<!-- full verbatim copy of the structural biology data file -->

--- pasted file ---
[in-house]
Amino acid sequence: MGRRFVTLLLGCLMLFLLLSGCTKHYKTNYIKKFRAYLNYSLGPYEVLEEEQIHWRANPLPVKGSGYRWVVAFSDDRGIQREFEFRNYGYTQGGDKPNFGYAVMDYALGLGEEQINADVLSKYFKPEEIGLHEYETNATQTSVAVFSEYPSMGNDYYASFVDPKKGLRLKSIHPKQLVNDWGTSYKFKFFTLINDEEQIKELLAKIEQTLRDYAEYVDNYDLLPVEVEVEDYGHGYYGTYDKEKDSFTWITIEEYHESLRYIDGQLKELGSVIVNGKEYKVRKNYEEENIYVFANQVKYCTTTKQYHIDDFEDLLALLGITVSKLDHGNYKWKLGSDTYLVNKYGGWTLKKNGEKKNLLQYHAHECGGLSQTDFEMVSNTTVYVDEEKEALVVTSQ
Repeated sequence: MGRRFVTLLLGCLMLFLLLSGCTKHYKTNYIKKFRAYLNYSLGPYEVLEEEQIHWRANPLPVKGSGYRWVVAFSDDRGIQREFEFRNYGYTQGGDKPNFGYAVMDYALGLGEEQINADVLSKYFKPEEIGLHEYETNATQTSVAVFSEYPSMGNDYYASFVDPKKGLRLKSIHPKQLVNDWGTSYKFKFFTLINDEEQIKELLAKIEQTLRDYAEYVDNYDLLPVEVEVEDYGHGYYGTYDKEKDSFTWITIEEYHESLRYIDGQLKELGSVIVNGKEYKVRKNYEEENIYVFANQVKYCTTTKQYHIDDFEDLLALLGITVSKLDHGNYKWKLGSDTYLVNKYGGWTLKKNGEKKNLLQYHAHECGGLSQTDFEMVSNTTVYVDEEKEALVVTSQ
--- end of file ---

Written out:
[in-house]
Amino acid sequence: MGRRFVTLLLGCLMLFLLLSGCTKHYKTNYIKKFRAYLNYSLGPYEVLEEEQIHWRANPLPVKGSGYRWVVAFSDDRGIQREFEFRNYGYTQGGDKPNFGYAVMDYALGLGEEQINADVLSKYFKPEEIGLHEYETNATQTSVAVFSEYPSMGNDYYASFVDPKKGLRLKSIHPKQLVNDWGTSYKFKFFTLINDEEQIKELLAKIEQTLRDYAEYVDNYDLLPVEVEVEDYGHGYYGTYDKEKDSFTWITIEEYHESLRYIDGQLKELGSVIVNGKEYKVRKNYEEENIYVFANQVKYCTTTKQYHIDDFEDLLALLGITVSKLDHGNYKWKLGSDTYLVNKYGGWTLKKNGEKKNLLQYHAHECGGLSQTDFEMVSNTTVYVDEEKEALVVTSQ
Repeated sequence: MGRRFVTLLLGCLMLFLLLSGCTKHYKTNYIKKFRAYLNYSLGPYEVLEEEQIHWRANPLPVKGSGYRWVVAFSDDRGIQREFEFRNYGYTQGGDKPNFGYAVMDYALGLGEEQINADVLSKYFKPEEIGLHEYETNATQTSVAVFSEYPSMGNDYYASFVDPKKGLRLKSIHPKQLVNDWGTSYKFKFFTLINDEEQIKELLAKIEQTLRDYAEYVDNYDLLPVEVEVEDYGHGYYGTYDKEKDSFTWITIEEYHESLRYIDGQLKELGSVIVNGKEYKVRKNYEEENIYVFANQVKYCTTTKQYHIDDFEDLLALLGITVSKLDHGNYKWKLGSDTYLVNKYGGWTLKKNGEKKNLLQYHAHECGGLSQTDFEMVSNTTVYVDEEKEALVVTSQ